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HomeTop Global NewsHow geography could shape a ground incursion in Gaza

How geography could shape a ground incursion in Gaza

A fighter from Izz al-Din al-Qassam stands in front of a tunnel during an exhibition of weapons, missiles and heavy equipment for the military wing of Hamas in the Maghazi camp in the central Gaza Strip, during the commemoration of the 2014 war that lasted 51 days between Gaza and Israel.

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Israel is widely expected to launch a major ground offensive into Gaza in the coming days, seeking to “demolish” the Palestinian militant group Hamas following a coordinated attack on southern Israeli border towns that sent political shock waves across the region.

In response to the Oct. 7 terrorist attacks of Hamas, Israel has urged 1.1 million people living in northern Gaza to evacuate south ahead of a large ground invasion. The United Nations has called the evacuation order “impossible” without “devastating humanitarian consequences.”

Ahead of such an attack, one military geography specialist outlined to CNBC how the geography of the Gaza Strip could influence any fighting.

Francis Galgano, an associate professor at the Department of Geography and the Environment at Villanova University in Pennsylvania, described Gaza as an essentially flat, “heavily urbanized” and “heavily tunneled” coastal enclave, similar in size to the city of Philadelphia.

In his view, Israel’s impending ground incursion “is going to be a mess” but ultimately a battle that its forces should be able to get under control. He warned, however, that any kind of ground offensive from Israel’s military would be a highly dangerous “cat and mouse game” of urban warfare, one with a particularly unique subterranean element.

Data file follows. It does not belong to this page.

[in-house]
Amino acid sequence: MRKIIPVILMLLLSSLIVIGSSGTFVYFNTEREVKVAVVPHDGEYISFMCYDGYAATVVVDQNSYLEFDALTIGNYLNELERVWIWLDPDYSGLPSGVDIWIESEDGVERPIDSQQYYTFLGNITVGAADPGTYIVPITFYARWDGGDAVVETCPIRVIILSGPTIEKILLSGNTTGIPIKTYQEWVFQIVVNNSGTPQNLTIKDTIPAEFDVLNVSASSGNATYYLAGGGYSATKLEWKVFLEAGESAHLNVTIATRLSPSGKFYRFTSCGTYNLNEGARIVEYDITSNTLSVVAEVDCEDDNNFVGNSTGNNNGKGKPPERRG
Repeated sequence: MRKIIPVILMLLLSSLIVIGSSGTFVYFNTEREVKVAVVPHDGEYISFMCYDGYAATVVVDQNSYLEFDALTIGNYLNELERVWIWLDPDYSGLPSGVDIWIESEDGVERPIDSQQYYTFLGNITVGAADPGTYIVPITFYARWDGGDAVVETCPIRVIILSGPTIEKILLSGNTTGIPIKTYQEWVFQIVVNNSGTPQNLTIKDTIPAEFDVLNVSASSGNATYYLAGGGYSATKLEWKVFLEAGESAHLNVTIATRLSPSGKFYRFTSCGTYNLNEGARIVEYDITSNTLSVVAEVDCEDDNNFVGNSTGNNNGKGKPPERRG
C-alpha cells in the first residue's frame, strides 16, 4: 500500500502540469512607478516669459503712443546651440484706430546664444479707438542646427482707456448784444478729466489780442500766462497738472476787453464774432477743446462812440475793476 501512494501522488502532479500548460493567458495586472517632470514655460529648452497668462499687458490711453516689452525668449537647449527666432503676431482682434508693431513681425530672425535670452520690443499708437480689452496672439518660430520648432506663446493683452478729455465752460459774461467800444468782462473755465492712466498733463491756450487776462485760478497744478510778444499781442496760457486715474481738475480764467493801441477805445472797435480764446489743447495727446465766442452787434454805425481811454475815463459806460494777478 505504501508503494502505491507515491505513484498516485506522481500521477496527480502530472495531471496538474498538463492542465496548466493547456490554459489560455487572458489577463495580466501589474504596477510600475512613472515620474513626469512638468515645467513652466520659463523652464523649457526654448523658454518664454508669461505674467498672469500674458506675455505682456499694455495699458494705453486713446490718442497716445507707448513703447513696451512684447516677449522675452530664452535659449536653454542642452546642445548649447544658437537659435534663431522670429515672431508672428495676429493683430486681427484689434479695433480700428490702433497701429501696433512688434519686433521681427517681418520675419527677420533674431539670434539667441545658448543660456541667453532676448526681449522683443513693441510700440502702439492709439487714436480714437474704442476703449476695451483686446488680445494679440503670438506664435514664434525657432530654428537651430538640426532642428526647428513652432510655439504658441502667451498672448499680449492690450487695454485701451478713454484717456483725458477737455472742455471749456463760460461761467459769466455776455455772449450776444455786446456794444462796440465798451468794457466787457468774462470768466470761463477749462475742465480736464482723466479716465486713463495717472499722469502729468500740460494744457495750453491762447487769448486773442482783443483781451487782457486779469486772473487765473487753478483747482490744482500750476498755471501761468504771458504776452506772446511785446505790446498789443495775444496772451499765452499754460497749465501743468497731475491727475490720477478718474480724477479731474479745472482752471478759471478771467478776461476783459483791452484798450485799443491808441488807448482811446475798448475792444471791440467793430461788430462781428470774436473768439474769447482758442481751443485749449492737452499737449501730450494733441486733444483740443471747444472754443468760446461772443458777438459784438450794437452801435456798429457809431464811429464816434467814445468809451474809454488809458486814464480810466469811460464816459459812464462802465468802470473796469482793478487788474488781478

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The Gaza Strip is a narrow strip of land sandwiched between Israel, Egypt and the Mediterranean Sea. It is one of the most densely populated places in the world, with more than 2 million people living in conditions that human rights organizations have equated to an “open-air prison.”

“The geography of this is that [Israeli forces are] going to cut Gaza off from the rest of the country and then they are going to move into Gaza City and then you’re in urban warfare,” said Galgano, who retired from the U.S. army in 2007 as a Lt. Col. after 27 years of service in tank and cavalry units.

From a military perspective, Galgano said that the “operational environment” for Israeli forces in Gaza would be crowded city streets, tall buildings, basements and a network of underground tunnels in what is already a “very compressed geographic area.”

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“As much as it becomes a war of infantry, in artillery and the air force, it becomes a war of the geologist. Geologic information becomes essential because you’re trying to figure out rock formations,” Galgano said.

“Where are the tunnels? How do we locate them? Using ground penetrating radar and what can we do to destroy them rather than necessarily sending soldiers in there to winkle people out, which is always very dangerous.”

Galgano said one particularly interesting aspect of Israel’s expected invasion that is too often overlooked is that “geology and warfare now become a nexus in this type of operation.”

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Indeed, Galgano said Hamas’s likely best defense against Israel’s forthcoming ground offensive would be to stay underground in its tunnel system.

“This is a very unique battle because of this intersection of geology and warfare so I think that will be really a key to this whole thing. It is probably where they have got most of their hostages hidden, it’s where their supplies are hidden, their command posts will be hidden under there,” Galgano said.

The Israeli military has said 155 people are being held hostage by Hamas since the Oct. 7 surprise attack on Israel.

“There’s a lot of discontinuities underground, you’ve got layers of shale and sandstone … These are all different layers of different densities and they either enhance or degrade ground penetrating radar or other remote sensing systems that you’d want to use to detect them,” he continued.

“It really is a cat and mouse game,” Galgano said. “The Israeli’s know the geology of the area and in the end, it is a finite border and there are only so many places that are really prime real estate for tunneling. So, I think ultimately the Israelis will get this under control but it’s going to take an effort.”

— CNBC’s Lee Ying Shan contributed to this report.

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